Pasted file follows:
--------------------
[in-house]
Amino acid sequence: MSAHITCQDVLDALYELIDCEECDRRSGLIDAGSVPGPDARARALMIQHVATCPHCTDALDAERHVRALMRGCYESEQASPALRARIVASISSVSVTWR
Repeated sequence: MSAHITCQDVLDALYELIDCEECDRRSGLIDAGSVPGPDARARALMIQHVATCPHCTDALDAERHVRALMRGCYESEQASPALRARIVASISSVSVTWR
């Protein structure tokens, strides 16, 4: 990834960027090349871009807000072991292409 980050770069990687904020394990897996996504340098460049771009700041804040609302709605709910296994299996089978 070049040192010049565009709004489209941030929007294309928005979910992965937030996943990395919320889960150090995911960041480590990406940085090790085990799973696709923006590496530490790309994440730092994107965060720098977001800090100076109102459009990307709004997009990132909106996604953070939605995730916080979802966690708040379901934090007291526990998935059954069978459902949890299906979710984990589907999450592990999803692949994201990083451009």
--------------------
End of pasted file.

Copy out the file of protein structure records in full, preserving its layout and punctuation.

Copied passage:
[in-house]
Amino acid sequence: MSAHITCQDVLDALYELIDCEECDRRSGLIDAGSVPGPDARARALMIQHVATCPHCTDALDAERHVRALMRGCYESEQASPALRARIVASISSVSVTWR
Repeated sequence: MSAHITCQDVLDALYELIDCEECDRRSGLIDAGSVPGPDARARALMIQHVATCPHCTDALDAERHVRALMRGCYESEQASPALRARIVASISSVSVTWR
């Protein structure tokens, strides 16, 4: 990834960027090349871009807000072991292409 980050770069990687904020394990897996996504340098460049771009700041804040609302709605709910296994299996089978 070049040192010049565009709004489209941030929007294309928005979910992965937030996943990395919320889960150090995911960041480590990406940085090790085990799973696709923006590496530490790309994440730092994107965060720098977001800090100076109102459009990307709004997009990132909106996604953070939605995730916080979802966690708040379901934090007291526990998935059954069978459902949890299906979710984990589907999450592990999803692949994201990083451009």